Fraudulent trading apps in Apple and Google app stores - Mobile Security Briefing 2023.102

Sophos released some great analysis last month on fraudulent trading apps in Apple and Google app stores.

What really caught my interest was how the apps passed the app approval processes at both Apple and Google. As a mobile security researcher, I’ve long known that the review processes on both the App Store and Play Store are no substitute for bespoke mobile app security and privacy testing (full disclosure: I’m the co-founder of NowSecure). But what’s interesting here is how the apps evaded the review processes.

Their apps loaded content from a backend service…a very common practice in modern development. However, that makes it very simple for a malicious entity to present an innocuous interface during the review process and then after they are listed, swap in the fraudulent interface.

In this instance, the fraudulent interface allowed for crypto trading and the attackers would actually return money to the victims early in the process. But as the victim became more confident they could make significant money, the trap was sprung and victims lost thousands of dollars. These attacks were a sophisticated because they involved app development, evading Apple and Google, swapping out backends and a coordinated, multi-stage attack involving social engineering, fake profiles, money collection, logistics and more.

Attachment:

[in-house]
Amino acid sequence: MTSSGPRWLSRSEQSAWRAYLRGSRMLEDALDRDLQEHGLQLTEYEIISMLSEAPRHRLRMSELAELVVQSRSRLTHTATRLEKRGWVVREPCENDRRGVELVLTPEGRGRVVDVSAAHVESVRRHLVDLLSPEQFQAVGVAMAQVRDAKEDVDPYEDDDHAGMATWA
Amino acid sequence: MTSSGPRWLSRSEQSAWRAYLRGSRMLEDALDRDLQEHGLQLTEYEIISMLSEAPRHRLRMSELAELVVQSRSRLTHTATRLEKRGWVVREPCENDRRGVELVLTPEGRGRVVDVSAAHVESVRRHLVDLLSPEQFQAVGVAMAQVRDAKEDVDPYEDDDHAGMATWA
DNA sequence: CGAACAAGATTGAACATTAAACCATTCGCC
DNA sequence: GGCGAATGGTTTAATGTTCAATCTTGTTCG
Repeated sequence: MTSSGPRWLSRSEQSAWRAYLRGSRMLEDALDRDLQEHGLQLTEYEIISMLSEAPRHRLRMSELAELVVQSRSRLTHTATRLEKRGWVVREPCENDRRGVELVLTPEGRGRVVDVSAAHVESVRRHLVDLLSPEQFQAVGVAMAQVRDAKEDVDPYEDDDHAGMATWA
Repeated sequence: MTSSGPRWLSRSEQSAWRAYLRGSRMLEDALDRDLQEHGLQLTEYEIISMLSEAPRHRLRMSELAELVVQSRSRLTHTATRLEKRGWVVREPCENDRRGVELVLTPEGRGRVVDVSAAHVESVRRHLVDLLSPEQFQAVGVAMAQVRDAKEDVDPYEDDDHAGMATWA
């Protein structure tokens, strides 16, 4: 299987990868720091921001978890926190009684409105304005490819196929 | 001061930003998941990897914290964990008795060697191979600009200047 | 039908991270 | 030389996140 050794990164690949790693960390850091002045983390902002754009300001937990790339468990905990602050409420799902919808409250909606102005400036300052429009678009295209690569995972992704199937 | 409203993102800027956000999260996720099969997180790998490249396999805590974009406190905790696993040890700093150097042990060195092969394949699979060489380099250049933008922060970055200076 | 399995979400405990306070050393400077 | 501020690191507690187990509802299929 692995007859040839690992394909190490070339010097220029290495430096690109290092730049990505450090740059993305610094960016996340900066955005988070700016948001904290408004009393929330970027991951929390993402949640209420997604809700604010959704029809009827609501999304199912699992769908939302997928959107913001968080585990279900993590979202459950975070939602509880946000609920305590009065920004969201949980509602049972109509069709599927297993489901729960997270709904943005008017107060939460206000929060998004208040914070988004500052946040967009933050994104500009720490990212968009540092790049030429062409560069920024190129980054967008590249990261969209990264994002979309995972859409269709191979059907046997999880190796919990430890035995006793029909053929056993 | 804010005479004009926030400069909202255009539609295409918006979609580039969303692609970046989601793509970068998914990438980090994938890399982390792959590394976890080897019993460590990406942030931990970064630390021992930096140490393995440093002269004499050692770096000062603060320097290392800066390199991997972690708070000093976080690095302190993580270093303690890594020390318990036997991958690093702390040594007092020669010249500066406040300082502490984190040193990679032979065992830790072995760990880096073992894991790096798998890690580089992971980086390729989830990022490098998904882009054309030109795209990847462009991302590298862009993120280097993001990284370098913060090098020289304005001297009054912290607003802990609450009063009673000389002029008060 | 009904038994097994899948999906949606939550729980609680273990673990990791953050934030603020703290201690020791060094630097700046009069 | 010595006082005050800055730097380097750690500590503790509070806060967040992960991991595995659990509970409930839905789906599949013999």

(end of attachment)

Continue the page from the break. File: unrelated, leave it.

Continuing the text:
The path forward for Apple and Google certainly is challenging. So many apps, nearly all of which are legitimate, rely on the ability for a backend service to serve up the user interface and content to a mobile app. So I don’t see a viable path to remove dynamic content without massive upheaval. Perhaps more rigorous vetting is required on certain types of apps…but then again these apps didn’t all present as trading apps.

In the end, the solution might have to focus more on continuous vetting. While it’s no small undertaking, there is so much at risk not only for victims but for the companies and trust in their platforms. And, last time I checked, both companies make significant revenue off their mobile app stores so additional investment in security is privacy is well within their reach.